The Cause of Mary AikenheadPrint
Mary Aikenhead was given the title, Servant of God in 1921. This is the title given by the Pope when he gives permission for the opening of the “cause” of a person’s Sainthood.
Mary Aikenhead was declared Venerable by Pope Francis on 18 March, 2015.
Being declared Venerable is the second of four steps in the Church’s canonisation process. A person is declared Venerable when it is established that the person had practised the theological and cardinal virtues to an heroic degree.
Beatification is the third step towards canonisation. It is a decree permitting the public honouring, at the level of the local church, of a Servant of God whose virtue to a heroic degree or martyrdom have been recognised. It is also a recognition that the person can intercede on behalf of individuals who pray in their name.
Canonisation is the definitive decree of admission of a Servant of God among the canon of saints and a declaration that the person should be publicly honoured as a Saint by the Universal Church.
When Mary Aikenhead set up her Congregation in Ireland more than two hundred years ago, there were only a hundred women religious in Ireland, all enclosed contemplatives. Mary applied to Rome for permission for her Sisters to take a fourth vow – Service of the Poor – enabling them to visit poor people in their own homes; those who were sick and hungry and cold and penniless and with no one to whom to turn.
With the support of Archbishop Daniel Murray of Dublin, Mary received her training in Religious Life at the Bar Convent, York where, under the guidance of the Loreto Sisters, she was formed in the Spiritual Exercises of St Ignatius.
Mary and her sisters became the first women religious to visit prisoners in Kilmainham Gaol. In 1830, she opened her first Catholic school for poor children in Gardiner Street, Dublin.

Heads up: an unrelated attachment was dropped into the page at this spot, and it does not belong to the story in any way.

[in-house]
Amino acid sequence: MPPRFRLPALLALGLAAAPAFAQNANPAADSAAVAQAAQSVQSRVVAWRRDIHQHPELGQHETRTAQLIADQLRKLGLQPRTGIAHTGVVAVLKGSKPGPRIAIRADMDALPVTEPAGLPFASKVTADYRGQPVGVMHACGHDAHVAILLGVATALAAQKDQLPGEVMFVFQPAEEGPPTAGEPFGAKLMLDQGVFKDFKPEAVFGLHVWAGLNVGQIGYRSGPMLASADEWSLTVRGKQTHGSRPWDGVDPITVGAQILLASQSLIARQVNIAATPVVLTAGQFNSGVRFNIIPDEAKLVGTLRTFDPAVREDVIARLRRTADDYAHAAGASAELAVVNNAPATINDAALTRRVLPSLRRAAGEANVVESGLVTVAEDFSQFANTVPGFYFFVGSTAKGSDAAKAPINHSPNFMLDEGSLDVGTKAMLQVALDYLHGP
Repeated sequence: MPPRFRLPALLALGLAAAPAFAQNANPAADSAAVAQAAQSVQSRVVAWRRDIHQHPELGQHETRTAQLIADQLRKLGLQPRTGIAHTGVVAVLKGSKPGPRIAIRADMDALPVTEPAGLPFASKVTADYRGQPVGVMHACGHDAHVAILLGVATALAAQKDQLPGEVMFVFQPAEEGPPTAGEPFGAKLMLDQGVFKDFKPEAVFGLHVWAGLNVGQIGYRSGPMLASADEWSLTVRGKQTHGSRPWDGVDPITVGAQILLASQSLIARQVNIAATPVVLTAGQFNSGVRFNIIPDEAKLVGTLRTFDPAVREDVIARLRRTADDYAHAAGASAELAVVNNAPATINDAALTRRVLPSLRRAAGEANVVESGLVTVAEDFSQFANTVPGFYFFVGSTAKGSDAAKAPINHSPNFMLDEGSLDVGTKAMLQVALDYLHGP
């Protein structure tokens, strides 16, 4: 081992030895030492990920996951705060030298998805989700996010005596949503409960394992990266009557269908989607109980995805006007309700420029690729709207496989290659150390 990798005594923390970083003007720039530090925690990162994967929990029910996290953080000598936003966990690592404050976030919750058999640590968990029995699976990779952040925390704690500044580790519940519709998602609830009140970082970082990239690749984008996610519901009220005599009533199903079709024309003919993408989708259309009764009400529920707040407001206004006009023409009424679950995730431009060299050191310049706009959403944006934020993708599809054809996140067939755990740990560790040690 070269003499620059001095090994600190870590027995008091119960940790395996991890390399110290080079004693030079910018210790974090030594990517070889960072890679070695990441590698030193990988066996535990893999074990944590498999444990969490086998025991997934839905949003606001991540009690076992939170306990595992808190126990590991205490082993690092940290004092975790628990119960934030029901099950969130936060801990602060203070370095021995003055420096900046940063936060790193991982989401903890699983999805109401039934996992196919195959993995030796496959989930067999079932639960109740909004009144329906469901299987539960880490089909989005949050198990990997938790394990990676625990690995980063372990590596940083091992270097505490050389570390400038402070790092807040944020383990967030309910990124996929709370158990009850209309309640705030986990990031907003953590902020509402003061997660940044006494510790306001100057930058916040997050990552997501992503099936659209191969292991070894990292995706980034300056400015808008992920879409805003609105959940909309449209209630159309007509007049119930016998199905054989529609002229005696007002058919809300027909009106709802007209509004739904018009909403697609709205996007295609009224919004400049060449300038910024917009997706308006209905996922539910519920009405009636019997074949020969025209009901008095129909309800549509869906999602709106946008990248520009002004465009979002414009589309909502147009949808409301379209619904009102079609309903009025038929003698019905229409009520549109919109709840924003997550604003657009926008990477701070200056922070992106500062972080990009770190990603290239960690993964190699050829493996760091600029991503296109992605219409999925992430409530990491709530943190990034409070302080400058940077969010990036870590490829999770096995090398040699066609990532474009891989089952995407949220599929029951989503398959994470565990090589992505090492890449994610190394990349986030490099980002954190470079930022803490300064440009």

Against all odds she founded St Vincent’s Hospital in 1834, the first hospital in Ireland to be run by women to care for patients of all creeds and where doctors and nurses could receive training.
In 1838, Mary Aikenhead sent five Sisters to Australia, the first women religious to set foot in this country.
Mary Aikenhead’s vision, commitment, and inspiration lives on in her Sisters who now live and work in eight countries throughout the world – Australia, England, Ireland, Scotland, Malawi, Nigeria, Zambia and the United States of America.
Like her they put their trust in Jesus and continue to bring the compassion and love of Jesus to the many who are in need of a word of hope and encouragement, a helping hand, a listening ear.
Our vision is to make the mission of God more widely known through the life, spirituality and charism of Mary Aikenhead and to keep alive her inspirational spirit throughout the world.
If you would like more information about The Cause of Mary Aikenhead, please contact Sister Elizabeth Dodds, (email@example.com).